However, today is my day, and I am looking at something which nicely bridges the gap between Jeremy’s discussion of what makes a successful summer series and Chris’ discussion of the ways in which alternate viewing methods are changing those qualifications. I discuss what I call “Seasonal Synergy,” that being an inherent (and clearly understood by both network and viewer) connection between a series and the summer in which it airs, or premieres. I specifically look at Royal Pains and Burn Notice, and how the challenges the series have faced after becoming so synonymous with the sunniest of seasons.

The Rigidity of Seasonal Synergy – In Media Res

If you’re intrigued by summer programming and interested in discussing more about it (or hearing more about it), I truly suggest clicking through and reading these great pieces. Summer TV may be lighter than regular fare, but I do not believe it to be lesser, and discussions like this one (masterminded by Noel Kirkpatrick) are integral to better understanding what role it plays in our media consumption and in the industry as a whole. I’ll be reflecting on the week as a whole, including an elaboration on my own piece, early next week, so stay tuned for that as well.

1 Comment

Filed under Off-Site Learnings

The Trick is to Actually Watch TV: The 2010 Emmy Nominations

The Trick is to Actually Watch TV: The 2010 Emmy Nominations

July 8th, 2010

The Emmy nominations (which you can find in full here) are less a sign of what’s truly great on television and a more a sign of what the Emmy voters have actually been watching.

Series and performers are nominated for Emmys for one of two reasons: either the Academy members watched episodes carefully and saw them deserving of an award, or they looked at their ballots and chose a familiar name, a much buzzed-about series, or the first name on the ballot. And, frankly, most years the latter seemed to be their modus operandi, to the point where I’ve started to disassociate voters with any notion of television viewership – I’m not even convinced most of them own televisions.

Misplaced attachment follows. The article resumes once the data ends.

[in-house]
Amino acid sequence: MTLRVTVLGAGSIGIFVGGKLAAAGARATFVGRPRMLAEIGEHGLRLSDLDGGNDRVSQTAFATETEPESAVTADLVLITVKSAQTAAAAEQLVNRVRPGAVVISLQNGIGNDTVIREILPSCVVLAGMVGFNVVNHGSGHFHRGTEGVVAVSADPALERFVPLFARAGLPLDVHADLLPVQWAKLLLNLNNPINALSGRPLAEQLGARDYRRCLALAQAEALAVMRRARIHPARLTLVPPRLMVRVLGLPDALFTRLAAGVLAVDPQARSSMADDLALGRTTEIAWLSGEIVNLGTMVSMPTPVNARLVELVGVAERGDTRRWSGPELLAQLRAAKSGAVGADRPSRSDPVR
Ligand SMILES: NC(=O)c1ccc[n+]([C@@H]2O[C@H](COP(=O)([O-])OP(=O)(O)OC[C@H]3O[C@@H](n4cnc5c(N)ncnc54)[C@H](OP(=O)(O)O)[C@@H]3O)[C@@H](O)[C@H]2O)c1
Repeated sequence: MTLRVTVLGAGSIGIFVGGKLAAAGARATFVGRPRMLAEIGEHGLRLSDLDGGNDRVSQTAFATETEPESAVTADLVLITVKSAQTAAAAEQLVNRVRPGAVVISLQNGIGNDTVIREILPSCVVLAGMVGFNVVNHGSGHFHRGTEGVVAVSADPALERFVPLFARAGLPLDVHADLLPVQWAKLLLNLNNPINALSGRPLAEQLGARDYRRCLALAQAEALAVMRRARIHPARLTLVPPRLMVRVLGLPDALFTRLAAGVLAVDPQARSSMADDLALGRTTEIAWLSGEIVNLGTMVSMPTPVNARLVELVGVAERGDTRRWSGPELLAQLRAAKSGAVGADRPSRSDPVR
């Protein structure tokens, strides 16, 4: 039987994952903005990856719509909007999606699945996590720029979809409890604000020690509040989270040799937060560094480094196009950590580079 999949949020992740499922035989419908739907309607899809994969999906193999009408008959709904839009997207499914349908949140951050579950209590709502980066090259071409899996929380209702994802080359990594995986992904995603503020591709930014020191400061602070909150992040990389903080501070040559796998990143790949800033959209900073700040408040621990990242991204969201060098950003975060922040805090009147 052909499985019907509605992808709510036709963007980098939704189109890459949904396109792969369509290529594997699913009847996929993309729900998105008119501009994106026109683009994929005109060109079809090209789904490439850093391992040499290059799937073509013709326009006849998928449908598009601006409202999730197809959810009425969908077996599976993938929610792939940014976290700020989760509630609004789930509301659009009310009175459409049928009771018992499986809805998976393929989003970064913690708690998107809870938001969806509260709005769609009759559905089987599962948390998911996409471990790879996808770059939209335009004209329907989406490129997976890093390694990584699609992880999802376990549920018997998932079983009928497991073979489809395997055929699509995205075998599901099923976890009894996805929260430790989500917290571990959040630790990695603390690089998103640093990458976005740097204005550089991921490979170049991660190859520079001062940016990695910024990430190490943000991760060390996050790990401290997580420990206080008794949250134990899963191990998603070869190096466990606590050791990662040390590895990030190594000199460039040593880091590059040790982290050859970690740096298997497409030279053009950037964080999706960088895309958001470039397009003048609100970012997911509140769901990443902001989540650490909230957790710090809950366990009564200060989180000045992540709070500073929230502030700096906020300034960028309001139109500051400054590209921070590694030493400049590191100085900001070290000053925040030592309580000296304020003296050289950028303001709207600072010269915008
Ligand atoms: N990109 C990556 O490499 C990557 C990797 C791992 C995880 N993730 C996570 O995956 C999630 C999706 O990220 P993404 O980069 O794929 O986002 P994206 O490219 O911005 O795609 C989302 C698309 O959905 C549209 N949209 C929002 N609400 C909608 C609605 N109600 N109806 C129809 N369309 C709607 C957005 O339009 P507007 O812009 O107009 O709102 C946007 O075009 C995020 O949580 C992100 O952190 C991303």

However, for once, I’d say that the 2010 Emmy nominations seem to have been made by people who actually enjoy the medium, with plenty of evidence to demonstrate that voters actually watched many of the shows they nominated and discovered not only the most hyped elements of that series but also those elements which are truly deserving of Emmys attention. There are still plenty of examples where it’s clear that Emmy voters didn’t truly bother to watch the series in question, and all sorts of evidence which indicates that the Emmy voters suffer from a dangerously selective memory and a refusal to let go of pay cable dramedies, but the fact remains that this is the most hopeful Emmy year in recent memory.

It isn’t that every nominee is perfect, but rather that there is evidence of Academy voters sitting down in front of their television and watching more than a single episode of the shows in question, making them less like soulless arbiters of quality and more like actual television viewers – it might not stick, but for a few moments it’s nice to finally see some nominees that indicate voters aren’t so much different from us after all.

Continue reading

8 Comments

Filed under Emmy Awards

The 2010 Primetime Emmy Award Nominations

The 2010 Primetime Emmy Award Nominations

July 8th, 2010

[For complete analysis of the 2010 Emmy Nominees, head to my full breakdown, “The Trick is to Watch TV,” here.]

Here are the nominees for the 2010 Emmy Awards (and, for added value, my gut feelings in terms of early favourites have been bolded): for all of the awards, click here to download the Academy’s PDF.

Outstanding Drama Series

  • True Blood
  • Breaking Bad
  • The Good Wife
  • Dexter
  • Lost
  • Mad Men

Lead Actress in a Drama Series

  • Glenn Close (Damages)
  • Mariska Hargitay (Law and Order: SVU)
  • Julianna Margulies (The Good Wife)
  • Connie Britton (Friday Night Lights)
  • January Jones (Mad Men)
  • Kyra Sedgwick (The Closer)

Lead Actor in a Drama Series

  • Kyle Chandler (Friday Night Lights)
  • Bryan Cranston (Breaking Bad)
  • Michael C. Hall (Dexter)
  • Jon Hamm (Mad Men)
  • Hugh Laurie (House)
  • Matthew Fox (Lost)

Continue reading

5 Comments

Filed under Emmy Awards

Season Premiere: Warehouse 13 – “Time Will Tell”

“Time Will Tell”

July 6th, 2010